Going into this project, I really thought that Soylent would be the perfect drink for an active lifestyle. I imagined it being a great solution for camping out at Bonnaroo for days without a fridge or stove. Or for long days out on the lake. Or even days when I can’t find time to stop for lunch.
I immediately thought of a particular globetrotting filmmaker (and constant source of creative inspiration), suggesting that it might be a great addition to his travel necessities. But that was before actually experiencing Soylent for myself.
And my assumption turned out to be a horribly misinformed one.
There are two scenarios for drinking Soylent on the go. First, you can premix it at home and bring it with you in a water bottle. Second, you can bring both the powder (and the oil) with you and mix it with water on the go.
I wasn’t in the office until well after lunch today, so I chose the first. It wasn’t a very good decision.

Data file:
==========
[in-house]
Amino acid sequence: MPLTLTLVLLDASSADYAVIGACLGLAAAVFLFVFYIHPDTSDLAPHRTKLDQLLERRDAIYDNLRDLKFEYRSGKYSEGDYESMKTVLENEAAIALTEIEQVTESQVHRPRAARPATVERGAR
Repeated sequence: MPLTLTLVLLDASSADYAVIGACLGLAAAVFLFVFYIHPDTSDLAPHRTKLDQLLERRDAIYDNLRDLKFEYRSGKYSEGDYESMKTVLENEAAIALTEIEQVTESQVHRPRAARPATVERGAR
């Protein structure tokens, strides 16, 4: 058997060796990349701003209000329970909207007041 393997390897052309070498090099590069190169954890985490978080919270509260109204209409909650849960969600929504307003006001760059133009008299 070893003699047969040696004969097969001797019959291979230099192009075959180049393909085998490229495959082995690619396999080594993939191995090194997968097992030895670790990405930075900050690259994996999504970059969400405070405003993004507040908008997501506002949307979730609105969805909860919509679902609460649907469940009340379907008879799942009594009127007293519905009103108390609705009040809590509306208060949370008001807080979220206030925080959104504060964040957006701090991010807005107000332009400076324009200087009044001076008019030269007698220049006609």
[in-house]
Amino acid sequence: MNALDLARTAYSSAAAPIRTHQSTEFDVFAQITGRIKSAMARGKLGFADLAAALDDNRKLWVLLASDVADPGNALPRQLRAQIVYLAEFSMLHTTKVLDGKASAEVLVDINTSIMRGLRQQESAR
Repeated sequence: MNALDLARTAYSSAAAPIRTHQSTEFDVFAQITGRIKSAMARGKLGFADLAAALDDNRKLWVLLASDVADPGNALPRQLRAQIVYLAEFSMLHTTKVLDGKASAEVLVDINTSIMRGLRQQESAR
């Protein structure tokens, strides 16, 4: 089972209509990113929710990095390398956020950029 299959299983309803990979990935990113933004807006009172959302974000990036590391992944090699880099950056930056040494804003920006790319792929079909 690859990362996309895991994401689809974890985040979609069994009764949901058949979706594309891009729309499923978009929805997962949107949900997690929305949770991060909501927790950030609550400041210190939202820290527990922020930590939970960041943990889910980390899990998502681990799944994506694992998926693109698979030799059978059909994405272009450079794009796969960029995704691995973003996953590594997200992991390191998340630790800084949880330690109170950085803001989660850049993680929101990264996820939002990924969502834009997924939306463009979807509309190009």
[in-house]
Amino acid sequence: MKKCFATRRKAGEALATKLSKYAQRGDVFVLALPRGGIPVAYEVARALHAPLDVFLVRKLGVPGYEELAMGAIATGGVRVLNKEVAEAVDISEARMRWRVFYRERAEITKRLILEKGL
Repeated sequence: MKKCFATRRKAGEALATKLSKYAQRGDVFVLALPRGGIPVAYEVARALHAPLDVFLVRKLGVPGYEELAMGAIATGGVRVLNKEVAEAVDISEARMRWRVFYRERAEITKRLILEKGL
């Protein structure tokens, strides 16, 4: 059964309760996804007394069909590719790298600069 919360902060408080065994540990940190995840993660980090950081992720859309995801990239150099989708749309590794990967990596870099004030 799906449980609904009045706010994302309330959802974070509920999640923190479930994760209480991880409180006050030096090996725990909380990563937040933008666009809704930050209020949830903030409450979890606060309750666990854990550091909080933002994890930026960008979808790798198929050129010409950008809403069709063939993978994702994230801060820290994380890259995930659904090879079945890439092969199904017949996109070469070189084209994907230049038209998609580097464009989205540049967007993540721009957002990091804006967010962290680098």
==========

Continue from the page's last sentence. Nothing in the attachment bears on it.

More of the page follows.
The bottle ended up resting in the door pocket of my car, in the heat of a Tennessee July parking lot for about 4 hours. It contained 16oz out of a 20oz capacity. I got back to the car pretty hungry, so I grabbed the bottle and popped the flip-top open with my thumb.
Thus quickly learning a new equation: heat + Soylent = pressure.
And that pressure caused a minor explosion of warm beige batter on my face and the roof of my car. Not a fun lunch.
After cleaning up, I drove to the office and put it in the fridge, where it took about an hour to cool to a drinkable temperature.
So, method #1 of Soylent on the go was not a pleasant experience. As it turns out, I’ll be traveling for a few days next week. We’ll see how method #2 works out.
Hopefully TSA doesn’t have Soylent on the no-fly list.
Hours slept: 9
9:00AM : 12oz
2:00PM : 12oz
5:00PM : 12oz
8:30PM : 16oz
Weigh-in : 168.5lbs
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